On the other hand, in terms of M&A transactions especially both for inbound and outbound, we have seen tremendous growth and it is a happy surprise to us because in first quarter, normally, China has been more quiet because of the Chinese New Year and traditionally people start to slowdown things and look at the new deals. But surprisingly, ever since early January, we have seen lot of M&A deals, larger sizes, and smaller sizes, inbound, outbound, they are not just talking, they have been active and people are trying to nail down the transactions. So, from that point of view it is probably that the new government has been doing the right thing. On one hand, we have seen that the economy slowed down and the Renminbi currency - it is the first time after many years it depreciated - and then the valuations of many companies domestically seems to be cheaper than before. In the past the investors thought it was just too much overvalued and very hard to negotiate with the Chinese companies. Now it seems that it is more realistic and for certain sectors which the government has encouraged especially by more favorable approvals and also regulatory incentive schemes to the private companies seems to be working. So, together with the Shanghai plenum and some other liberalization system that has been given by the government - it seems to us that it all encourages more domestic private M&A transactions and therefore we do see that there is a trend that the government will continue to encourage and it’s not just for the SOEs, a lot of private companies in different sectors, services industry, soft skills like intellectual property, we think that there will be growing trend much more than the natural resources.
Doshi: How would you assess the M&A opportunity or the deal making opportunity for India. Is it still the NPA opportunity.
Shroff: It’s a bit of that for sure and not everyone is admitting that it is that because they think sort of at one superficial level they look like normal deals but underlying many of the transactions and there are quite of few of them, there is the NPA element as well.
Doshi: So, there is a degree of stress?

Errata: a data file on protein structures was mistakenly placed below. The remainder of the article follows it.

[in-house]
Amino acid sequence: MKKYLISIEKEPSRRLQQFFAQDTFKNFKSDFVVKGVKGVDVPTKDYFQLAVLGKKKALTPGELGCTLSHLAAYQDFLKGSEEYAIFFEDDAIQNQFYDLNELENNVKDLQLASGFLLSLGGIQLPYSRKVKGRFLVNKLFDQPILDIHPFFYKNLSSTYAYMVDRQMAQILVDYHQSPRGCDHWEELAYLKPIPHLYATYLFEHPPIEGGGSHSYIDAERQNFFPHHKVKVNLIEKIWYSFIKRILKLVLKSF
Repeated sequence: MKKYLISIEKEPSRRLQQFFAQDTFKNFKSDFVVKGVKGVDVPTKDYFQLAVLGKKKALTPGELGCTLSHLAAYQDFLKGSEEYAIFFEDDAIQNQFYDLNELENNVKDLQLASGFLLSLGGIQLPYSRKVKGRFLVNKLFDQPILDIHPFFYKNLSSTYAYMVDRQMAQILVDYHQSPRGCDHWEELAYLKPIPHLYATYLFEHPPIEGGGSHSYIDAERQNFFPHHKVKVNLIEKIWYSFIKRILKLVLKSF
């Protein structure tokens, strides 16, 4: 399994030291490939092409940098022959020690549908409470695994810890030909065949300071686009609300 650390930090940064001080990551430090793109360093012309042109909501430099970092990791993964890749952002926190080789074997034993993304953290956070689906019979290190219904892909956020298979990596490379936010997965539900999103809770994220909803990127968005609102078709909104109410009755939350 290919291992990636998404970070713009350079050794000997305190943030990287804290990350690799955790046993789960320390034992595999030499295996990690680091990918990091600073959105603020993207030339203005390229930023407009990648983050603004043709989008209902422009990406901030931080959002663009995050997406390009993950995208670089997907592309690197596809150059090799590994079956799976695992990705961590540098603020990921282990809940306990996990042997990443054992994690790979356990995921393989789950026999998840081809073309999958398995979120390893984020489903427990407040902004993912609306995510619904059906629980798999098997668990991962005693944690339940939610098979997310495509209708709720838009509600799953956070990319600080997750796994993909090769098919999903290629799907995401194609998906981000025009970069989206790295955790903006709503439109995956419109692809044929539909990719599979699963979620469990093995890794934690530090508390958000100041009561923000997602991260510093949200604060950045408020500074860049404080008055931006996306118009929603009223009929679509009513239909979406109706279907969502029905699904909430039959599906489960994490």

Shroff: There is certainly the degree of stress where the promoters are unable to hold on to their companies anymore. Whether its pressure from the banks or business itself needs capital and there is none that they are able to fulfill it without either getting in a partner or passing on control but in terms of the level of activities, whether it is for this reason or the buys have become cheaper because of the exchange rate or just the opportunity which the international investors are seeing in a post election world -the activity levels are very high; I have not been busy here on M&A in the last few years.
Doshi: As always US is the big daddy of deals this year. Asia Pacific doing even better. However the growth is the highest in Europe. Deal making in emerging markets is slower. Cross border M&A is booming. Private equity buyouts are down and Technology Media Telecommunication (TMT) is ruling the roost.
Emmerich: There are more users on WhatsApp than there are people in the US. It is not a US story; it is obviously an immigrant story also- Ukrainian immigrant in the US who created the thing. So it really is being driven by technology acceptance around the world and we will certainly see many more stories like that. There is lot of controversy of course and commentary about USD 19 billion price tag of WhatsApp - I am personally one of those who think it’s quite reasonable. If you look at the current number of users, a billion users projected over relatively short period of time. You don’t have to talk about a lot of revenue from a billion users, one way or another been driven through the app itself and through Facebook system to justify a price like that and we will see more - I can't tell you what the next thing is going to be…(Interrupted by Anchor)